Herein is described a method for preparing cells and embedding them into a suitable high viscosity gelatinous medium, a method for actuation of the cells embedded in the high viscosity gelatinous medium, and the manner in which the method allows detailed high resolution imaging of the cell.
The method for preparation of cells for embedding in a high viscosity medium suitable for imaging involves transfer of cells into a suitable solvent which does not chemically react with the carrier medium, in this example the solvent is xylene, and centrifugation of the resulting cell/solvent mixture into an optical gel such as, for example, Nye OC431A. Nye OC431A optical gel advantageously has high viscosity so that cells remain stationary when desired, and a refractive index matched to the silica microcapillary tube that serves as the conduit for cell actuation. Refractive index matching both inside the tube, and outside the tube between two flat parallel surfaces is employed for high resolution imaging in order to minimize optical distortions. Since it is likely that the solvent is retained within the fixed stained cell after centrifugation into the optical gel, the solvent also may affect refractive index matching of the interior of the cell to the optical gel (or other carrier medium). Thus, the solvent used may preferably be selected to match the surface refractive index.
As noted above, a conventional flow cytometer uses a very low viscosity carrier medium, typically water having a dynamic viscosity=1 centipoise (cps). In contrast, a step flow system and method constructed in accordance with the present invention uses a moderate-to-high viscosity carrier medium. One objective of the step flow system is to ensure registration of multiple images taken sequentially on a specimen. In the case of optical tomography, for example, a sequence of images is acquired from multiple angles. Registration is important, especially for doing 3D tomographic reconstruction from such a data set. In order to keep acceptable registration, the viscosity of the carrier medium may be determined from the following relationship,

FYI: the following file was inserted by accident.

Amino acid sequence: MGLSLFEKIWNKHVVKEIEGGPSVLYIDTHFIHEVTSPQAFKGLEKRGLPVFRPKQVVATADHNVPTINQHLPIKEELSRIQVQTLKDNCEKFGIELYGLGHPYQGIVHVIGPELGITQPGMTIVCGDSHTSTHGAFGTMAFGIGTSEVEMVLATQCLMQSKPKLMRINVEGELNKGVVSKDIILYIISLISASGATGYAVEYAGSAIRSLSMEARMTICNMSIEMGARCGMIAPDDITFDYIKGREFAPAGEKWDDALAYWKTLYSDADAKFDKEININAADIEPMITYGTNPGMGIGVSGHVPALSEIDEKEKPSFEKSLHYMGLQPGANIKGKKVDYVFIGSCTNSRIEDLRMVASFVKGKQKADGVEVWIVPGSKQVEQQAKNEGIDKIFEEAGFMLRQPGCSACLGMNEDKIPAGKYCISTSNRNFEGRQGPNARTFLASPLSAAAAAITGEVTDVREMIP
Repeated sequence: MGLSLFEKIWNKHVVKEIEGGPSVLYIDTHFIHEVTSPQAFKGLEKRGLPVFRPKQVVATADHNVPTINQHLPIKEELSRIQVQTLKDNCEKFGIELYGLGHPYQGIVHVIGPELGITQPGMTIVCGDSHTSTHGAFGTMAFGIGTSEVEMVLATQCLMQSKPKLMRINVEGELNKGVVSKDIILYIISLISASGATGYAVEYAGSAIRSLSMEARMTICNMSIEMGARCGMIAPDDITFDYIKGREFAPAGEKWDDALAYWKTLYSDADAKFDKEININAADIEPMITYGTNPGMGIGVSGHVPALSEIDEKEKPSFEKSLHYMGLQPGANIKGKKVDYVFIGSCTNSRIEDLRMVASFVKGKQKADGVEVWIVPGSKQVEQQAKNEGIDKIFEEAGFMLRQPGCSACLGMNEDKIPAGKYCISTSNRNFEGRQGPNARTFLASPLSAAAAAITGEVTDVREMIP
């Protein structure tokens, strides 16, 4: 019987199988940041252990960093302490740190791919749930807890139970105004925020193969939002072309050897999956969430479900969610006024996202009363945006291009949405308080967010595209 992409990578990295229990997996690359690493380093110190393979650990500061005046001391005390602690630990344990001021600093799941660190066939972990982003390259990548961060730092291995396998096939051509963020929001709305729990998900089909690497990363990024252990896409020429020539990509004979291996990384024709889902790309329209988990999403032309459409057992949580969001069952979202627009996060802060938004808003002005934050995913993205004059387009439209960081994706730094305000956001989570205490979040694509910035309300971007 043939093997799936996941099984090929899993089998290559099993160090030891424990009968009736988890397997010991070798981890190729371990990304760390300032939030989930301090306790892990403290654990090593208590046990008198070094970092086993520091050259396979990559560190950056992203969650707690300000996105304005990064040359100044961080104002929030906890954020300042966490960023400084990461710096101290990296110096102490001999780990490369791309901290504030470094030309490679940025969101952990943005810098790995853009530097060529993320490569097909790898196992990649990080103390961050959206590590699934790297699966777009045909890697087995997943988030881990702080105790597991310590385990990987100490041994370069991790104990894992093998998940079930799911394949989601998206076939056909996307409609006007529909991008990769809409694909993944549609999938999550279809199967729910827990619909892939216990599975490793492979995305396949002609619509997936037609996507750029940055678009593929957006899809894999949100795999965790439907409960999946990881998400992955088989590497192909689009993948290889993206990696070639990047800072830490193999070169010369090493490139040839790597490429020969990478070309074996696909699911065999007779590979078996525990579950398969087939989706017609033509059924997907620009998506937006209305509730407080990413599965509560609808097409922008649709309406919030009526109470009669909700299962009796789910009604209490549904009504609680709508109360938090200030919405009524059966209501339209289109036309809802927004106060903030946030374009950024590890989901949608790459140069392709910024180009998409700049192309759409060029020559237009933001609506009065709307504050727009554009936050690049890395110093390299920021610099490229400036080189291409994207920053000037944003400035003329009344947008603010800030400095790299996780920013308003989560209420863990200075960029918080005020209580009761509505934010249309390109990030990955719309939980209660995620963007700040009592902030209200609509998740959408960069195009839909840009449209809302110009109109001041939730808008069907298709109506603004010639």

- where η is dynamic viscosity of the carrier medium,
- R is the radius of the cell,
- ρ is the density of the specimen and the medium as noted,
- a is the acceleration, and
- vsed is the sedimentation velocity.
In order to prevent loss of registration between multiple images, the specimen cannot move more than a specified distance d over the period of time it takes to acquire all images. The maximum acceptable distance d can be defined to be 0.25 of the desired image resolution. In one example, the maximum acceptable distance d equals 0.25(0.5 microns)=0.125 microns. Time T for acquisition of a data set comprising 250 images typically ranges from 250 msec to 60 sec. Thus the maximum sedimentation velocity
- 0.2×10−6 cm/sec≦vsed≦0.5×10−4 cm/sec.
If the specimen were a single cell nucleus, let R=5 microns=5×10−4 cm and ρspecimen=1.4 g/cm3
- (and for a preferred optical gel medium ρmedium=1.06 g/cm3)
Inserting these values, the dynamic viscosity η of a useful medium is >37 centipoise (cps) for T=250 msec. For a time interval T=60 sec, η is >8800 cps. The density of the medium itself may also be altered to yield an acceptably low sedimentation rate over the time period T. However, in considering acceleration and deceleration of the carrier medium, it is advantageous to have the density of the specimen similar to the density of the carrier medium so that movement of the specimen relative to the carrier medium is minimized.
Higher viscosities may be useful, though higher viscosities limit the throughput rate of specimen processed by the instrument, as well as limiting the acceleration and deceleration of the carrier medium during actuation. If other external forces, such as that due to centripetal acceleration caused by spinning the microcapillary tube around its axis, are present, the viscosity of the carrier medium may be increased to keep specimen positional stability to an acceptable level.
In the case of a step flow system using a moderate-to-high viscosity carrier medium, hydrodynamic focusing is unnecessary for particle positional stability over the total measurement time T. Hydrodynamic focusing may be employed to improve centration of the cell specimen with the microcapillary tube axis, but is not critical for positional stability. In the case where the carrier medium exhibits non-Newtonian behavior, a flattened velocity profile may occur, in which case it becomes even more necessary to employ increased carrier medium viscosity for specimen positional stability.